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A Start-Up Guide To Becoming A Vegetarian | Amoils.com

Healthy DelightHave you ever thought of going vegetarian? I am not one myself but have definitely cut down on meat products in recent years. Many people are changing to this way of life while others may be thinking about it but don’t quite know the right way to go about it. The vegetarian lifestyle is one adopted by many people for a variety of reasons, including health and animal rights, but as with any kind of diet there is a right way and a wrong way to go about living life as a vegetarian.

The pros and cons of being a vegetarian

While eating a diet that consists mainly of vegetables and fruits would seem healthy on the surface, it can have its drawbacks as well. There are different levels of vegetarianism, depending on whether you are going to include dairy products, eggs and fish. What all types of vegetarians have in common is the avoidance of all meat. But leaving meat out of your diet means you are eliminating a key source of protein and essential nutrients. Being a healthy vegetarian means making sure your body is getting all the things that it needs on a regular basis. As with any kind of diet, the key to a healthy vegetarian diet is ensuring that it is well balanced. Because of cutting out meat and some dairy products, vegetarian diets can be lacking in certain nutrients, including calcium, Iron, vitamin B12 and vitamin D.

You can get these nutrients in a vegetarian diet with a little extra work

• Carbohydrates and Zinc, two essential building blocks for healthy body development and proper immune system function, can be found in grain products including cereals and legumes. • Fat, which is necessary to help your body process vitamins, can be found in nuts, oils and avocados. • Iron is very important to the blood and can be found in beans, seeds and dark leafy vegetables like spinach. • Calcium, which is essential for bone growth, is found in dairy products. Even vegetarians who refrain from eating dairy products can get their calcium requirement through calcium fortified foods. It is extremely important to read labels so that you know exactly what you are getting in any food product. • Vitamins D and B12 can be difficult to get in the proper amount in a diet which does not include animal products or dairy, but there are some alternatives such fortified foods for Vitamin B12.

You might need a daily supplement

The problem with cutting out animal products is depriving your body of the main source of natural protein. But protein can be found in other sources including peanut butter, beans, peas and lentils, as well as dairy products. Making sure your diet contains enough protein-rich food is the biggest challenge for most vegetarians.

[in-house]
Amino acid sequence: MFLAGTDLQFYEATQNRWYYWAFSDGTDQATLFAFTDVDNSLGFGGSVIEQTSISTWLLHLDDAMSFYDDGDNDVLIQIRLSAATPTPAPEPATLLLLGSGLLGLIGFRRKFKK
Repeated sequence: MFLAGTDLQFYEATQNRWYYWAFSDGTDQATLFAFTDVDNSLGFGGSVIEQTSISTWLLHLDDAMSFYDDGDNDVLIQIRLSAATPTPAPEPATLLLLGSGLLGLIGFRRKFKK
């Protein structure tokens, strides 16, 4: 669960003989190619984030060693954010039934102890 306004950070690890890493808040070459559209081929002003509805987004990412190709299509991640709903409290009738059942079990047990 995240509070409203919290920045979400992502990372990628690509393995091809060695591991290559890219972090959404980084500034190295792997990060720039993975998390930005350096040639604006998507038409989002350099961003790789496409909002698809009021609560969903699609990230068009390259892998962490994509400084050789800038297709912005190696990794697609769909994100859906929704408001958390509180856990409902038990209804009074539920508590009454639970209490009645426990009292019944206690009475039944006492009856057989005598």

The change to a new way of life

There are no set rules to becoming a vegetarian – you can reduce your meat consumption gradually, or limit yourself to fish-only or include the occasional piece of chicken. Becoming a vegetarian can be a process, not necessarily an overnight event! Some vegetarians would say that vegetarianism is more of a way of life, not simply what you put on your plate. Many teenagers try to become vegetarians overnight. They think vegetarianism is cool, but sometimes they lack the patience to adapt their meat-eating-habits to vegetarian ones so they lose interest.

Taking things gradually

If you are thinking about becoming a vegetarian, here are some useful tips: • Invest in a good vegetarian cookbook. • Check out your local health food store – it’s bound to have vegetarian foods and products you haven’t seen before – and ask questions about vegetarian foods that are new to you. • Buy vegetarian cheese. Some cheeses are still made with an ingredient from the stomachs of slaughtered calves, while vegetarian cheese uses vegetable-derived rennet. Many of the more unusual varieties such as Stilton and Brie are also now available in vegetarian versions. • Buy free-range eggs instead of the factory/battery produced versions. They are much healthier and certainly much kinder to the chickens that lay them. • Buy legumes/pulses and lentils. You can buy dried or tinned such as kidney beans, garbanzo-beans (chick peas), etc. • Try TVP (textured vegetable protein) – buy the ‘flavored’ variety and use it instead of ground beef in vegetarian lasagna, and other recipes. • Start reading food labels if you are really serious about become a vegetarian. You’ll be surprised how many non-meat foods contain meat-derivatives, like animal fats or gelatin.

A basic vegetarian eating plan

All the nutrients you need can quite easily be obtained from a vegetarian diet. And research shows that in many ways a vegetarian diet is healthier than that of a typical meat-eater. Nutrients are usually divided into macro-nutrients (carbohydrates, proteins, fats and oils), and micro-nutrients (vitamins and minerals). We also need regular fiber and a good 6 to 8 glasses of water per day. Here is a rough guide as to what you should eat every day to ensure a balanced vegetarian diet and to help you plan your meals: 4 to 5 servings of fruit and vegetables; 3 to 4 servings of cereals/grains or potatoes; 2 to 3 servings of legumes/pulses, nuts and seeds; 2 servings of milk, cheese, eggs or fish; olive oil, coconut oil, avocado oil and butter (preferably from grassfed animals such as Kerrigold butter); and some yeast extract preferably fortified with vitamin B12 Living a vegetarian lifestyle can be an important choice for many people, but if you are going to go the meat-free route, make sure that you do it the right way. It’s all about taking care of your body so that your body will take care of you long term.